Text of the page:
and the Commons
Climate Trust is part of a wider context described in several books
3.0 by Peter Barnes. This summary was prepared
for a seminar conducted by Peter Barnes relating to his book Capitalism
in Dublin on 13 November 2007 and was approved by
Build a Commons Sector
Nature, community and culture ('common wealth')
are under assault from the corporate dominated private sector ('the
Corporate Sector'). Rather than attempt to improve the design of
corporations or governments (established institutions strongly resist
change), it may be more do-able to create a new, or mostly new,
Commons Sector as a third leg to the stool, with the necessary power
to preserve and enhance common wealth. The job of government should
be to preserve the balance between the Corporate Sector and the
The Commons Sector would include
- a series of ecosystem trusts that protect air, water forests and
- a mutual fund that pays dividends to all citizens, one person,
- a trust fund that provides start-up capital to every child
- a risk-sharing pool for health care that covers everyone
- a national fund based on copyright fees that supports local arts
- a limit on the amount of advertising
Trusts can help create a new Commons Sector.
- The concept
of the trust is already well established. "Trusts are centuries
old institutions devised to hold and manage property for beneficiaries".
Both private trusts and public purpose trusts (charities) are familiar
and highly developed components of our (anglo-) legal system, along
with concepts such as property rights and trust institutions.
- This concept is quite distinct from the concept of government.
Unlike governments, trustees must act with undivided loyalty to
the beneficiaries or purposes of the trust, they must preserve the
trust property, and they must act transparently.
- This trust concept can be readily applied to creating trusts to
protect the interests of nature, future generations and the poor.
- Trusts involve property held by some individuals or institution
(the trustee) for some purpose or for the benefit of a class of
beneficiaries. Three things: one, the property held in trust, two,
the purpose or class of beneficiaries and, three, the trustee.
- All within a framework of general law within which the trust interacts
with to other players in the system. Creating and maintaining that
framework is the function of government.
- We already have the property to be held in trust. Natural assets
(natural ecosystems) and social assets (markets, communications,
the internet, cultural assets etc) already exist. The property is
there: the trouble is these sorts of property don't at the moment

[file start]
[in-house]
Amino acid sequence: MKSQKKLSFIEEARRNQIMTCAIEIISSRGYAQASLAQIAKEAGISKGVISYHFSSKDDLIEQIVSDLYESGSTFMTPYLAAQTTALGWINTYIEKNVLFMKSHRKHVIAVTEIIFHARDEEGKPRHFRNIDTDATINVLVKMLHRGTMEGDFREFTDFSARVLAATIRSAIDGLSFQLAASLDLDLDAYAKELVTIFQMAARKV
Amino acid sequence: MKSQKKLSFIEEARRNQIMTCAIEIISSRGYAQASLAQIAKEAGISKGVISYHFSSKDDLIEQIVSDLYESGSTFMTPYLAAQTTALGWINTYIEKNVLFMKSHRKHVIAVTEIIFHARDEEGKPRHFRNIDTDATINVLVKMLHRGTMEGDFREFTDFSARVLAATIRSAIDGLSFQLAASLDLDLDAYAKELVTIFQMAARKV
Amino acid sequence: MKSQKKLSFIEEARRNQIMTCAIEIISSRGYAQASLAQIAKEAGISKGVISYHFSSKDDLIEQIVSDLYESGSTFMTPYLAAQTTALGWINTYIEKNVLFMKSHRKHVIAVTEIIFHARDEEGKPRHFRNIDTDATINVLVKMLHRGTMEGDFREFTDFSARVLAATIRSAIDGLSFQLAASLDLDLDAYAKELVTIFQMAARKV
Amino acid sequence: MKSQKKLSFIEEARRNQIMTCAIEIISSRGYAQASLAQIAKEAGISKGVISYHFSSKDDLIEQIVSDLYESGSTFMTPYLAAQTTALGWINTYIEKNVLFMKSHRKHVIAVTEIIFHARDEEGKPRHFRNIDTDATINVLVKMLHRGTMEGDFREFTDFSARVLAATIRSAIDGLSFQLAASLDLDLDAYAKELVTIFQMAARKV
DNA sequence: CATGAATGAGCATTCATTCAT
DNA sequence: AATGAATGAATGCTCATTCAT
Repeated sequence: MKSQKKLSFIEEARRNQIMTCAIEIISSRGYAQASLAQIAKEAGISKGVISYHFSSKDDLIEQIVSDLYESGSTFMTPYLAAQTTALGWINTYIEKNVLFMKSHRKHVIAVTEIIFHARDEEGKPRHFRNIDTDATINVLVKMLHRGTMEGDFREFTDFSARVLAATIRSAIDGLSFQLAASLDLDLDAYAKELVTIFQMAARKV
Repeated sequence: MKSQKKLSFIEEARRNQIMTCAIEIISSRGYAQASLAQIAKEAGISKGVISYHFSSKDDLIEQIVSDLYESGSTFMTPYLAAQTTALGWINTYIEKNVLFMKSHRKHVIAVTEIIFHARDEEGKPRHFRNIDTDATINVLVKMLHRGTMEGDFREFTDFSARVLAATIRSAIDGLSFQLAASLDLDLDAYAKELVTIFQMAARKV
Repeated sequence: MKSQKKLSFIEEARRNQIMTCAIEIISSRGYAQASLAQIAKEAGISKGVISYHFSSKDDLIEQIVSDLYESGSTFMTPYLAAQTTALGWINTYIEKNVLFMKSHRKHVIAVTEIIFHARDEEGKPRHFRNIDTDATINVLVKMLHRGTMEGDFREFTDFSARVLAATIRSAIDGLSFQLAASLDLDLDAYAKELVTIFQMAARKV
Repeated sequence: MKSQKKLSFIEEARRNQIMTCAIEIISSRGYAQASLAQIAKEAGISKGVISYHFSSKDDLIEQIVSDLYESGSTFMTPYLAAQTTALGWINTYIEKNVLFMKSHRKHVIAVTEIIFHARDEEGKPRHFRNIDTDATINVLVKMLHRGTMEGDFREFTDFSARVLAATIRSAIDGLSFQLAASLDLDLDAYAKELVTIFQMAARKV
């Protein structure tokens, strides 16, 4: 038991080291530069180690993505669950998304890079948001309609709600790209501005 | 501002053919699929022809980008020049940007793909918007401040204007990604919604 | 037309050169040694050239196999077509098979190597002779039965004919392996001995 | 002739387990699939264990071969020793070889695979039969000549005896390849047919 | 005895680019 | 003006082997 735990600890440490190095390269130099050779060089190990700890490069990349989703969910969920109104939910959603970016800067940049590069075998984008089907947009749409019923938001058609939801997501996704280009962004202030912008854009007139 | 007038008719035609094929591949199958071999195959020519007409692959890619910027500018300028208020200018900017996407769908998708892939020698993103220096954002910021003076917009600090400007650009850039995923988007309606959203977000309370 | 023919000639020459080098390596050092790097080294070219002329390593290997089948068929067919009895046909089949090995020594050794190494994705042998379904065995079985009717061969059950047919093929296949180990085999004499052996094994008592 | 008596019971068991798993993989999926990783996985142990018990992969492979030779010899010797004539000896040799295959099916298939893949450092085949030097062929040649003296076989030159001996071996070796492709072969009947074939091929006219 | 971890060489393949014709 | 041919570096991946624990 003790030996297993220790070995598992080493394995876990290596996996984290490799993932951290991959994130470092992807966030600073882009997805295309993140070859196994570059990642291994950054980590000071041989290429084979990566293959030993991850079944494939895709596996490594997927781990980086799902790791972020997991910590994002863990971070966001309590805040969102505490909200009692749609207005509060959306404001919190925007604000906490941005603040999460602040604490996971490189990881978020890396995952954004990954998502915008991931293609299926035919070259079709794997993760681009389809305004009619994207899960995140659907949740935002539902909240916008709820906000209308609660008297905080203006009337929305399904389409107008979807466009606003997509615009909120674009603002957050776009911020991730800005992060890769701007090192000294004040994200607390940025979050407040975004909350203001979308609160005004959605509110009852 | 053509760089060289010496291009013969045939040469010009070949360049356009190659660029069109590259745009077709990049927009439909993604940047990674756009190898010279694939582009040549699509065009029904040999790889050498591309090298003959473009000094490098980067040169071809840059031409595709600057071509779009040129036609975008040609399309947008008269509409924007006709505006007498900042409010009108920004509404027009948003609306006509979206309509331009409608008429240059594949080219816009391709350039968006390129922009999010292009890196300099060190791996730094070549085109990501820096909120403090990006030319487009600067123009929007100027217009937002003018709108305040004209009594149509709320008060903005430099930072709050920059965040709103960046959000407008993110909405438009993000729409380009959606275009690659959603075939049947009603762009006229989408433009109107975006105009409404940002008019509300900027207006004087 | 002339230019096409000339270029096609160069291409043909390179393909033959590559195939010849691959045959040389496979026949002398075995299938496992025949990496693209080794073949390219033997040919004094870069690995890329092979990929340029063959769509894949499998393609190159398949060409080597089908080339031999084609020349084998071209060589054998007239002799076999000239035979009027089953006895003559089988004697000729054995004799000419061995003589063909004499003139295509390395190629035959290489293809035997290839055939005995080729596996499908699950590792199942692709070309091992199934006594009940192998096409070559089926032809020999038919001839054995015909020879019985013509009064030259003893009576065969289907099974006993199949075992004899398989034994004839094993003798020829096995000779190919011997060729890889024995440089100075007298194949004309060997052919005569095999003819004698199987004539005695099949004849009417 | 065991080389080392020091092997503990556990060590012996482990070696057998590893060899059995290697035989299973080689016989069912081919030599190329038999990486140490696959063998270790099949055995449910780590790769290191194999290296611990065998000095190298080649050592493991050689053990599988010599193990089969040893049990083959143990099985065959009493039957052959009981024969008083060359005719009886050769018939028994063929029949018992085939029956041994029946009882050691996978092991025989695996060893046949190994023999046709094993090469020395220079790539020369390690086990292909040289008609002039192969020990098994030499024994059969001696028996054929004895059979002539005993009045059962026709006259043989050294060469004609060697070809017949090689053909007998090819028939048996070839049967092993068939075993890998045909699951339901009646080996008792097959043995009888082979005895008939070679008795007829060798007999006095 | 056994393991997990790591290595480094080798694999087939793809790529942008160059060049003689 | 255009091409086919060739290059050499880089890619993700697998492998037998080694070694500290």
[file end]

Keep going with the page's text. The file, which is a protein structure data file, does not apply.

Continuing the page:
have property rights.
- We also have the beneficiaries - future generations, other species,
the poor etc.
- We even already have a basic framework of law within which trusts
operate - national legal systems and various systems of international
- What is missing are the particular institutional arrangements
to protect natural and social assets for the benefit of the beneficiaries
- other species, future generations, the poor etc.
Some examples of the Commons Sector already
property trusts. In the UK the National Trust, founded in 1895,
owns 600,000 acres of countryside. In the USA over 15,000 trusts
protect 9 million acres.
- Marin Agricultural Land Trust (p 85) does not buy land but enters
into agreements with landowners whereby they give up some of the
rights to use the land, eg to build on it or to clear-cut trees
to sell: in effect landowners are paid to be land stewards and to
forgo future capital gains.
Some examples of commons trusts that could
- The Sky
Trust. Permits are required to bring fossil fuels into the economy.
The permits are issued by a trust and sold to companies by way of
auction. The beneficiaries are citizens and future generations.
The trustees control the number of permits issued and the way in
which the proceeds of sale are distributed to citizens or used for
the benefit of future generations. Both in deciding how many permits
to issue and in deciding how to apply the proceeds of sale, the
trustees must act in the best interests of their beneficiaries.
- As an alternative to the trustees having a discretion as to how
the whole of the proceeds are distributed or applied, the trust
instrument might require them to distribute (say) 50% to citizens
equally and 50% for public goods such as education and ecological
- Pollution Trusts. Similar principles are applied to the discharge
of other pollutants.
- Trusts could be created to receive fees for use of public assets
such as stock exchanges, perpetual life, limited liability, copyrights,
patents which corporations currently enjoy the benefit of for free
- A Children's Opportunity Trust could be funded from contributions
from estates worth more than a certain figure and distributed to
all children equally.
Closely allied to the trust concept are
social insurance and citizens income. These are all part of the
Bringing about these changes
a better system is a first step towards having one.
- Local initiatives
- land trusts. The concept can be applied in cities as well as country
- surface water trusts. Riparian owners contract too allow their
use of the water to be limited by the trust.
- groundwater trusts. The trust limits groundwater withdrawal by
- community gardens.
- farmers' markets.
- time banks
- municipal we-fi
- Regional initiatives
- air trusts
- watershed trusts
- buffalo commons (?an Irish equivalent?)
- National initiatives
- an Irish Permanent Fund
- a Children's Opportunity Trust
- a Spectrum Trust
- Commons Tax Credits
- Global Initiatives
- a sky trust and/or Cap and Share